Wednesday, 31 August 2011

Markets update - Credit Ripcord? Update on markets move and review of the CDS market and more.

Today brought some welcome respite in the credit space, which was also the case in the equity space, with most indices in positive territory.

The tightening of some Itraxx credit indices has been important but, although I do not want to sound like a perma bear, it is too early to say if this rally will be short lived or not given: the economic data being on the weak side and the ongoing European sovereign debt crisis not yet being resolved.
The iTraxx Crossover Index (40 companies mostly high-yield credit ratings) dropped by around 23 basis points to 658 bps in the morning, as a follow up to the minutes of the FOMC meeting suggesting markets might get an addtional of QE down their veins.

In relation to corporate credit, the Itraxx Main Europe 5 year index (investment grade corporate debt) also retreated to around 155 bps.
Truth is corporate debt is still perceived as safer than financial debt as per the below graph displaying Itraxx Financial 5 year Index versus Itraxx Main Europe 5 year:

The rally in credit was pretty much all accross the board, even in the sovereign space where Portugal 5 year sovereign CDS tightened by around 36 bps and Ireland was 21 bps lower to around 783 bps:

The Itraxx SOVx representing 15 countries of Western Europe was as well tighter on the day by around 11 bps to 289 bps on the 5 year point:
The interesting point is that the SOVx Western Europe index on the 5 year is still wider than its Central Europe and Middle East counterpart, namely SOVx CE as per the above graph.

In conjunction with the Fed's minute for the FOMC meeting, we had some noise from Germany relating to the EFSF, as the German cabinet ratified an expansion plan of the facility.

While the rally was significant, we are still on elevated levels for Financial Senior Itraxx indices and Subordinate:
Itraxx Financial Senior 5 year index:

and Itraxx Financial Sub 5 year index:
At the same time liquidity as indicated partly by OIS Libor spread, has not improved significantly yet:

So yes, there was a feeling of a "credit ripcord effect" today, in relation to our previous post relating to terminal velocity and parachuting, looks like there is a welcome pause in the unabating widening process with have been witnessing throughout the month of August.

In relation to the issue surrounding Greek debt, I found some interesting data in the latest issue from Creditflux magazine:
Greek Sovereign write-downs up to 25th of August - Source Creditflux
According to Creditflux, banks and insurance companies have written down their Greek goverment debt holdings in recent weeks by 5.3 billion euros, representing a 21% haircut that will result to their "voluntary" participation to the debt exchange proposed on the 21st of July. What is interesting from the information extracted from the September 2011 Creditflux issue is that smaller German player Dekabank has been much more agressive in the write-down process, a 50 million euros bond in its held-to-maturity book (banking book) was cut to its market value of 47 cents to the dollar.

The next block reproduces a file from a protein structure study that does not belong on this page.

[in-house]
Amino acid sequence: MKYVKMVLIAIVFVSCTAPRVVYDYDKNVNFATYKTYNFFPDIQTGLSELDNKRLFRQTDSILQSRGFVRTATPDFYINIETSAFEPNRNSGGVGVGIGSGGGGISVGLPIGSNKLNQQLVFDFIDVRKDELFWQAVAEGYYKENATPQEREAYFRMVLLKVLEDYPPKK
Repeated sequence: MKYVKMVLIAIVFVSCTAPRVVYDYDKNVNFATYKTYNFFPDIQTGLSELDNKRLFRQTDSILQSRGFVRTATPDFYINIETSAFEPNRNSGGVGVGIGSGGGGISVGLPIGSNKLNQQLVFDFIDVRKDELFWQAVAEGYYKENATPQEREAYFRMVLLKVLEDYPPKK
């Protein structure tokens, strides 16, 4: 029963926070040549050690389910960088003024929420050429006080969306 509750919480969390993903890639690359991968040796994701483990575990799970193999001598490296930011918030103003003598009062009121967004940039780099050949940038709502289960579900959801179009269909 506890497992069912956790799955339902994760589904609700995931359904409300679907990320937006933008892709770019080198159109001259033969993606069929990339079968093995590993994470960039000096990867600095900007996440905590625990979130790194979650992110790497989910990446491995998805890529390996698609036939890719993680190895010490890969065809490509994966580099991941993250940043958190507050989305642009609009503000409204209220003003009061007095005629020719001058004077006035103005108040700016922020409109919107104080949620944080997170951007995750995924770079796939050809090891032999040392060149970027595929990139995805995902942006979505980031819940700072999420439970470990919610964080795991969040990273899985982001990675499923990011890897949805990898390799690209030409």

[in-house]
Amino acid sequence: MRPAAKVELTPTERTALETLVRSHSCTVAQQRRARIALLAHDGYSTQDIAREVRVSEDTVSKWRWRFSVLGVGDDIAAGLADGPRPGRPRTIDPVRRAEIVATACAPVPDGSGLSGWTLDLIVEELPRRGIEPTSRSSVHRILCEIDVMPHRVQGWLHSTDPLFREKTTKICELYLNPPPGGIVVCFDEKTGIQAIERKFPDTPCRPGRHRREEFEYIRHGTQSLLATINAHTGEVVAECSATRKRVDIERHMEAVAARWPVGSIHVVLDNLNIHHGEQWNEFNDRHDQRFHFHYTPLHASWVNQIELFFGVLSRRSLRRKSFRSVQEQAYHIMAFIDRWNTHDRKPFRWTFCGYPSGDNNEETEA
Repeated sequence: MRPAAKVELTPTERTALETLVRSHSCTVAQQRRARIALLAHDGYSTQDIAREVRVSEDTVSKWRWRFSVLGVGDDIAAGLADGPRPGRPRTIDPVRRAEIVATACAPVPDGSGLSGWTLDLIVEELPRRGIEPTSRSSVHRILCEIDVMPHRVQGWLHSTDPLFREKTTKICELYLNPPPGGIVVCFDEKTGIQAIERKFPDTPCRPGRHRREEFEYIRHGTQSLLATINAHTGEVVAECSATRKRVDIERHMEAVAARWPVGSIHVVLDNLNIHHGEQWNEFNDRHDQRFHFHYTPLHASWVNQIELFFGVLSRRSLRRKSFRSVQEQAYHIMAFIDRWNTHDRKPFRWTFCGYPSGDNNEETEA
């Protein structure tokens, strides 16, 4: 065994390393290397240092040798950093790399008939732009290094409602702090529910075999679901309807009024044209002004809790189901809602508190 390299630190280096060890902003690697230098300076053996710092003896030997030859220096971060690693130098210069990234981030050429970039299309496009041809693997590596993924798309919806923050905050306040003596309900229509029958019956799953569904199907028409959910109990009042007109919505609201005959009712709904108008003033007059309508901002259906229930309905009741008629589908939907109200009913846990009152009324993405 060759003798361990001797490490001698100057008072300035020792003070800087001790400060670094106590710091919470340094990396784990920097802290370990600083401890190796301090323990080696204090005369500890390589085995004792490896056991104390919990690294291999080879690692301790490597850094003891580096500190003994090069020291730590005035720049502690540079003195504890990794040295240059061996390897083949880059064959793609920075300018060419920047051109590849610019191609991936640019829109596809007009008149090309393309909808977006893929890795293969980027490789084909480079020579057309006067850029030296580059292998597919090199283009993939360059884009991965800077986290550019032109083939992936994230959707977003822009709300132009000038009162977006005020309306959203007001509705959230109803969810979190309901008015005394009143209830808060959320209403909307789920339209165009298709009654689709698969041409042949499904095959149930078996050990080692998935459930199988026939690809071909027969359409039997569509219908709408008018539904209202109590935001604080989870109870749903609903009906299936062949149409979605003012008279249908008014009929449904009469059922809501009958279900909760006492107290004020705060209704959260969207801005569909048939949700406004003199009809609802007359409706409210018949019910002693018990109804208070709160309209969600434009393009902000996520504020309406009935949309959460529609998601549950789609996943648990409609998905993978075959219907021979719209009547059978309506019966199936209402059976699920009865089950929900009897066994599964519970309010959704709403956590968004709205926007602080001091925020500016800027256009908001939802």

In relation to the review of current CDS market, here are some more information on the players:
Leading CDS counterparties - Source Creditflux - As of 1st of July 2011:
The most actively traded CDS remains Credit Indices. In Europe, Itraxx Main Europe and Itraxx Crossover are actively traded.

Top CDS counterparties according to Creditflux are:
Single name trade size is in the 5 million USD notional amount to 20 million, 5 year being the most liquid part of the curve and most quoted. Indices such as Itraxx Main Europe can trade in clips of 100 million euros in notional amount.
Creditflux Top index families:
But given current volatility and depending on the level of spread of a specific single name CDS, sometimes 5 million USD trade can move the market.
In recent weeks the most actively traded names have been in the financial space, given they are the most frequent issuers in the market and the debt they issue may vary in complexity from Tier 1 subordinated debt, with callable features and step-up features to plain vanilla senior fixed bonds.
Source Creditflux:

Source Creditflux - Corporate Top sectors traded and top names:

Although the market in Europe has been virtually shut down in the corporate space in August, last couple of days have seen some banks tapping the market via covered bonds only. In Europe, risk appetite so far hasn't yet come back and we have not seen in Europe some new issues from the corporate space.

So we know who are the dealers, but who are the active clients in the CDS space?
While real money accounts are becoming more active, major buyers and sellers remain so far hedge funds and trading desks. The new players which have developed in recent years are CVA desks (Credit Valuation Adjustment).
What are CVA desks?
CVA desks within banks are managing counterparty credit risk using CDS.
As per Creditflux:
"For a given portfolio of trades facing the same investor or institution, the credit valuation adjustment (CVA) aims to capture the expected loss associated with the counterparty defaulting in a situation in which the position, netted for any collateral agreement, has a positive mark-to-market for the dealer."

In relation to volumes trade and net exposure relating to the CDS market, information is available using the following link to the DTCC website:

DTCC Further Expands Public Release Of CDS Data

That's all folks for now!

To be continued shortly!

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